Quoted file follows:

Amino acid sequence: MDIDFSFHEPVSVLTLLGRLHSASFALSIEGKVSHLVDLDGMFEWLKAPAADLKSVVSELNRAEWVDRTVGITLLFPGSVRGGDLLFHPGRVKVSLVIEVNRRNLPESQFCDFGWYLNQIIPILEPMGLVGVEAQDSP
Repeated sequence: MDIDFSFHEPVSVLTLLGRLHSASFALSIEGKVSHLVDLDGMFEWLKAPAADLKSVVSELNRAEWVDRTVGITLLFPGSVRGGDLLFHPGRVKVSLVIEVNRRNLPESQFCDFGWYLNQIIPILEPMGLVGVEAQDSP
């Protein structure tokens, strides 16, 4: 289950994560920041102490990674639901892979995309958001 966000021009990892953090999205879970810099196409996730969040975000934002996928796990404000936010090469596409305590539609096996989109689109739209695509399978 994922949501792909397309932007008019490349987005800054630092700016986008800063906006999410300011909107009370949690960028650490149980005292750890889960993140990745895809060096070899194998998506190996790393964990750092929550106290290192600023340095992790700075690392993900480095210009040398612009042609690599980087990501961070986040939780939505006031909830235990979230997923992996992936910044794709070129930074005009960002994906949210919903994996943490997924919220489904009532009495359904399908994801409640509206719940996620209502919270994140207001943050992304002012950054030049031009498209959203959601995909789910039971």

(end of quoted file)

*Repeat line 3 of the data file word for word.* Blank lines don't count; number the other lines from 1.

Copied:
């Protein structure tokens, strides 16, 4: 289950994560920041102490990674639901892979995309958001 966000021009990892953090999205879970810099196409996730969040975000934002996928796990404000936010090469596409305590539609096996989109689109739209695509399978 994922949501792909397309932007008019490349987005800054630092700016986008800063906006999410300011909107009370949690960028650490149980005292750890889960993140990745895809060096070899194998998506190996790393964990750092929550106290290192600023340095992790700075690392993900480095210009040398612009042609690599980087990501961070986040939780939505006031909830235990979230997923992996992936910044794709070129930074005009960002994906949210919903994996943490997924919220489904009532009495359904399908994801409640509206719940996620209502919270994140207001943050992304002012950054030049031009498209959203959601995909789910039971």